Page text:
What's more rewarding than spending a day on the water with your son or daughter? You share something you love with someone. You strengthen family ties as you help reinforce the foundation and future of recreational fishing.

But what if you're a kid whose mother or father doesn't fish?  Or what if you're that mother or father who just can't seem to connect with your child and don't know what to do about it?

As an angler, Shane Wilson appreciated the value of various state and organizational programs that introduce kids to fishing. As an educator dealing with good kids who made bad decisions, he recognized that something besides fishing was missing from their lives.

And with the creation of Fishing's Future in 2007, he seized an opportunity to not only increase participation in sport fishing but help better the lives of families.

"I founded Fishing's Future to save the family by creating an avenue for parents to engage their children via an educational angling experience," said the Texas man who traded his administrator's job for a first-grade classroom so that he would have more time to devote to his passion.

"If we do this well, and we do," he continued, "families will go fishing again together and that leads to increased sales of fishing licenses and fishing equipment, as well as an increase in health and wellness. And we will do a better job of saving the sport and caring for the environment."

How does Fishing's Future do it well? Mostly by conducting one-day Family Fish Camps via its 55 chapters in 15 states. The events are free and all equipment is provided, courtesy of sponsors. Following instruction, the families go fishing from shore, but the kids aren't competing for the first, biggest, or most fish. Focus is on the parents helping their children  and sharing the joy when they hoist ashore a wiggling bluegill or catfish.

The families also pick up trash as part of their instruction on conservation and stewardship. Last year, 103,000 kids and their parents collected 18,000 pounds. "Thirty families can pick up 300 to 500 pounds or more pretty easily," Wilson said. "It adds up quickly when you have events going on in multiple communities across several states."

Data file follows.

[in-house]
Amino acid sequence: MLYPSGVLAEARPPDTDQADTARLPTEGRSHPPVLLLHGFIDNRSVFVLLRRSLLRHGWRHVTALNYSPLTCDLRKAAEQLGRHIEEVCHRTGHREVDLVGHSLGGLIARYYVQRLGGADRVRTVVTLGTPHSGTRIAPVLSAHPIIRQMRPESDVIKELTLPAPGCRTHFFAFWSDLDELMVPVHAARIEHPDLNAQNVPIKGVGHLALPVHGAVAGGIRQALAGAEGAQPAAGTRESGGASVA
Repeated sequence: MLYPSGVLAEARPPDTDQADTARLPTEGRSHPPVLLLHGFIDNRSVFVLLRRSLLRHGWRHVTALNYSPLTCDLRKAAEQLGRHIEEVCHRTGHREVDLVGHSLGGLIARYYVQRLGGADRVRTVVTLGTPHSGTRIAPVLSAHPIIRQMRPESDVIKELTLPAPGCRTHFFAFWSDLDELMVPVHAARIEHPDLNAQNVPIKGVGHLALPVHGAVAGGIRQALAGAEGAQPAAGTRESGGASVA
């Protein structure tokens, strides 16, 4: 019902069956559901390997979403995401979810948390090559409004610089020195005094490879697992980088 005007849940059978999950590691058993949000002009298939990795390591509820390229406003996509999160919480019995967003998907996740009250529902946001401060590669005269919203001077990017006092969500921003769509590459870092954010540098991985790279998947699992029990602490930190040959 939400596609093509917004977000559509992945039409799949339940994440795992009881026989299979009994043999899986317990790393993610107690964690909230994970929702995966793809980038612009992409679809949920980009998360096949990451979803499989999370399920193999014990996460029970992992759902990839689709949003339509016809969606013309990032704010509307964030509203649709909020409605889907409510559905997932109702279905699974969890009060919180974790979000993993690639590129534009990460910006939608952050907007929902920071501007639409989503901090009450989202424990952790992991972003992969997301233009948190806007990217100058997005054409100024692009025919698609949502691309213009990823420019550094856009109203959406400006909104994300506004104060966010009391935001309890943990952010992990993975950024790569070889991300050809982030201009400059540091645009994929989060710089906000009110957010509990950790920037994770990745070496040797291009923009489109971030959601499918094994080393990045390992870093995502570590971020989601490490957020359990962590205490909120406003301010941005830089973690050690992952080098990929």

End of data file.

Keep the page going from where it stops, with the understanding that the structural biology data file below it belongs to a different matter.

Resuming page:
At the end of the camp, Fishing's Future instructors encourage the kids to hug their parents and say that they love them. Because they have spent the day together having fun, the effect is profound. Sometimes, though, it's not the first embrace of the day.

"Your program today has caused me to re-evaluate my priorities," one parent wrote Wilson. "Being a single parent and working full time is hard and sometimes I just cannot relate to my 11-year-old son.

"When my son caught his first fish today, I saw something in his eyes that I have never seen before. He was so excited, he even hugged me in public."

Another offered, "I thought that all he (son) liked to do was skateboard and play on the computer . . . I am very deeply moved in my awakening and want to thank you again for a remarkable program."

These "remarkable programs," as well as other educational and family-related fishing events, are conducted by the master angler(s) in each chapter. Volunteers achieve that status by taking the angling instructor certification course offered by their states. In exchange for a fee that helps finance the national non-profit program, Fishing's Future provides additional information and guidance, as well as liability insurance and equipment.

Bass clubs, schools, and even municipal governments have formed chapters, but just two or three dedicated individuals can do so as well.

The ultimate goal, Wilson said, is to re-establish fishing as the No. 1 family-oriented outdoor sport in America. If you're someone who already takes your child fishing, you might be thinking "re-establish?"

But an outdoors website doesn't even include fishing with camping, hiking, walking, biking, canoeing, photography, and even "BBQing" as a popular family activity.

"Collaboration with other organizations and industry leaders, along with legislative changes, must occur, but teaching a family how to fish together independently is the first necessary step," Wilson said. "America will return to fishing and spending time outdoors together if their first experience is positive, educational, and memorable.

"Fishing's Future is fishing's future."

(This column appeared originally in B.A.S.S. Times.)